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I saw the general level design question but not much of it applies to building good solid levels for RTS games. Where can i find information on rules and mechanics of RTS level design?

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closed as too broad by Byte56 Sep 3 at 3:00

There are either too many possible answers, or good answers would be too long for this format. Please add details to narrow the answer set or to isolate an issue that can be answered in a few paragraphs.If this question can be reworded to fit the rules in the help center, please edit the question.

Resources or tips? – thyrgle Aug 8 '10 at 5:02
Community wiki this? – The Communist Duck Aug 8 '10 at 18:24
Singleplayer or multiplayer? The two are drastically different. – ZorbaTHut Aug 10 '10 at 7:27
@Zorba: Multiplayer. – RCIX Aug 13 '10 at 1:52

4 Answers 4

up vote 7 down vote accepted

Balance (usually symmetry) so that you don't get an unfair advantage by a random spawn point

Allied to this is having a big enough map with enough different start points so that there is an element of FUD at the beginning of the game: 'Where is he?', and the chance to use different strategies such as redeploying bases. It is fine to have a couple of football pitch type maps to learn the game but the whole fog of war/element of surprise is key to RTS games; it rewards reconnaissance and builds suspense.

Defensible positions. Narrow passes, bridges that you can take and hold

Some goal in the no man's land that encourages you to come out of your base to seize the initiative such as taking the high ground, capturing buildings, controlling resources, gaining technology.

Here is an interview with a professional RTS level designer, excerpted from the book Game Level Design By Edward Byrne:

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Unfortunately you seem to have picked one of the pages that's unavailable to view :( – RCIX Aug 8 '10 at 23:24
Page 166? The link works for me. Maybe it's a UK thing? Try .com… – Bob Hazard Aug 9 '10 at 5:28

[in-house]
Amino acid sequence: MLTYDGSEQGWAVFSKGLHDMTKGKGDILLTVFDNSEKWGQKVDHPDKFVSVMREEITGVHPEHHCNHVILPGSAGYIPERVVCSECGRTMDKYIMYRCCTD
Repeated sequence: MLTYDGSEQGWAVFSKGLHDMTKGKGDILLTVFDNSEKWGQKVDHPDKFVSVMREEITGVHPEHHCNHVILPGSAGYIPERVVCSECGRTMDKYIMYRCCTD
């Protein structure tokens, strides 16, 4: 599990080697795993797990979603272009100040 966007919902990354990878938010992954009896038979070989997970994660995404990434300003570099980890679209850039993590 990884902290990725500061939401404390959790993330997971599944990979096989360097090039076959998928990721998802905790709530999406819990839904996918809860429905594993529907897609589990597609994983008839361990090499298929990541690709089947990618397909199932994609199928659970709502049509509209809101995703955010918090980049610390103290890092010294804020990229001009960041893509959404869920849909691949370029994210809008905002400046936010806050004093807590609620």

I actually disagree with the 100% even game.

Games such as travian and tribalwars demonstrate a bad example of unevenness. Your position almost completely determines whether you will live or die in the first few weeks.

However if your game is just a team vs team game, which will only go for half an hour to an hour, then you will find that having a randomly generated situation is sometimes quite fun (although it must not be too unbalanced).

The "Pro's" at the game, will be excited by the idea of winning even if it was unfair for them, and when it is easier for them, well big deal, its only half an hour.

The not noobs or pro's people will thrive when advantaged, and learn more when disadvantaged.

And the noobs will enjoy a higher success when it is an easier situation, but will have the excuse of "well i'm still learning" when they get flogged.

This works especially well, when people are matched up to someone of a similar "Level" or "Experience"


Just my 2c

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I'm fairly sure that you have never, ever, even met a "pro". – DeadMG May 29 '11 at 21:43
A "Pro" usually has the ability to have a game go their way in most situations. With a fair start or not, with the ability to balance out a game, it won't be a problem for them. – Randomman159 May 31 '11 at 10:09
On the contrary, at a pro level, their skill levels are so even that map balance issues are more prominent than at an amateur level. – Tor Valamo Oct 20 '11 at 0:06

This link is to a German (in English) game designer's blog. He has only done part 1 so far but makes some good points as to how RTS map's should be conceptualized. Leaving some comments will no doubt encourage him to complete the series on RTS map design.

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Symmetry is good for balance but I have two things to add:

  • If you make the different sides of map symmetrical, do this with things that matter for gameplay (such as size and passability of areas) but try to vary the different sides visually where possible (such as different textures and props, using mountains as blockade on one side but buildings on the other). This brings more variety in the map to make it more interesting.

  • Or to take it further, you could try making maps not symmetrical, while still maintaining the balance by compensating disadvantages with advantages. This is much harder though.

Oh, and sometimes people want to play maps that are fun, and not necessarily balanced at all. It can be interesting to play against a friend "with one hand strapped to your back".

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